14 Canonmills - Only yards from his birthplace is the small hall where Stevenson first attended school. On the wall at the corner of Canonmills and the cobbled lane Munro Place is a plaque which reads: "In this hall Robert Louis Stevenson first went to school circa 1857". Now Canonmills Baptist Church, the building is across the road from a 24-hour filling station. Stevenson was also educated at Edinburgh Academy in Henderson Row and by private tutors in India Road and Frederick Street.

Colinton Manse - A beautiful location by the Water of Leith far from Edinburgh city centre, Stevenson’s grandfather, Lewis Balfour, was the minister here. The church is more than 900 years old and a swing still hangs from the yew tree where Stevenson played as a boy. The garden inspired many of the poems in A Child’s Garden of Verses. Now part of the city, the manse is in a quaint location surrounded by old mill houses. The garden is best seen from a modern information centre and caf in the churchyard.

Edinburgh University - Unlike his school days, Stevenson loved university life. He studied science and law and was a familiar figure in the quadrangle (right) just off South Bridge. He was a keen member of the Speculative Society debating club and changed his middle name from Lewis to the more romantic Louis. With long hair, a velvet jacket and floppy hat he cut a Bohemian figure in the lanes and bars of old Edinburgh.

Rutherford Bar - Pubs played a big part in Stevenson’s life. The Rutherford in Drummond Street is one minute’s walk from the university quad and Stevenson was a regular here. Still very much a "man’s pub", a section of the wall is given over to photographs, newspaper cuttings and verses which link the poet with this landmark. Other bars that Stevenson frequented include Bannerman’s on the Cowgate, Hunter’s Tryst on Oxgangs Road, where he was a member of the Six Feet High Club, and the Hawes Inn in South Queensferry, where he is said to have been inspired to write Kidnapped.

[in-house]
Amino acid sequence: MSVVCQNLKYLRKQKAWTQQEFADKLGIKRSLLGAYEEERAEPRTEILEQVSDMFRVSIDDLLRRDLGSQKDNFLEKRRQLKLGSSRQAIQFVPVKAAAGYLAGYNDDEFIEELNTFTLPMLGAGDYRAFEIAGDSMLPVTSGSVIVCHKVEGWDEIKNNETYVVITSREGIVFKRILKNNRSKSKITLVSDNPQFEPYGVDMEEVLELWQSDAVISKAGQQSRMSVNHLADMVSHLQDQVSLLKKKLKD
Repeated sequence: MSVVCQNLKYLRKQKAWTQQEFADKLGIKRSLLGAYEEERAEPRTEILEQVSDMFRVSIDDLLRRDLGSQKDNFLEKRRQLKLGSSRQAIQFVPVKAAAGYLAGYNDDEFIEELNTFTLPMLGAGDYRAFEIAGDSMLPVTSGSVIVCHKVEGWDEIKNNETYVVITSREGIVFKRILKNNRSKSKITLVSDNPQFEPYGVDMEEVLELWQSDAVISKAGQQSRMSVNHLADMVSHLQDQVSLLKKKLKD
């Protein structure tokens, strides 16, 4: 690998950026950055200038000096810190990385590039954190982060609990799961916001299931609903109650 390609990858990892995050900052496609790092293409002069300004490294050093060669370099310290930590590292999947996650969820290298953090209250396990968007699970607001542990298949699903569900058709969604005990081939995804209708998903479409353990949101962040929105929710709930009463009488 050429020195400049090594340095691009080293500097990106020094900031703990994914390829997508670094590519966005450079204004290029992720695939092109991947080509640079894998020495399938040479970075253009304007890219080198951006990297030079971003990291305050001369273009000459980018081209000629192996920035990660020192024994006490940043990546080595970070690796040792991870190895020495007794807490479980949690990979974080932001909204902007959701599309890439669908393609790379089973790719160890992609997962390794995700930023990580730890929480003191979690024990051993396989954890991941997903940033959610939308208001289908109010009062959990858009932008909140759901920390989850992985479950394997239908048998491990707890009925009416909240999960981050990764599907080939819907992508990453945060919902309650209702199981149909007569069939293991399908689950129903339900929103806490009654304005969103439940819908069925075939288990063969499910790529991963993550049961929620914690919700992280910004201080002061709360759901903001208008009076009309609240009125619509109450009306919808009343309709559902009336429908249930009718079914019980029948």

Swanston Cottage - Nestling at the foot of the Pentland Hills, do not be fooled by the word "cottage". This is a substantial house with large gardens which Stevenson’s father leased from Edinburgh Council as a summer getaway when RLS was 17. It now overlooks the sprawling housing estates of Oxgangs and Fairmilehead where in the 19th century there were only fields. The author went on long walks into the hills and gained inspiration from the panoramic scenery. On the grounds are a water filtration unit and a lodge house occupied by the waterman, the brother of Stevenson's long-time nanny Alison Cunningham, or "Cummie". She lived there for a time and above the entrance is carved "AC 1880-1893". Swanston is still used as a private house but a walk along the public footpath gives a good view of the gardens, including pediments salvaged from St Giles Cathedral during renovation work.

Although his experiences in Edinburgh were close to a century and a-half ago, the buildings and spaces are marginally still in place, ready for the next aspiring writer to lay their footprints over those left by one of Scotland's most-noted authors.

Anyone wishing to visit The Stevenson House should contact the McFie family in advance.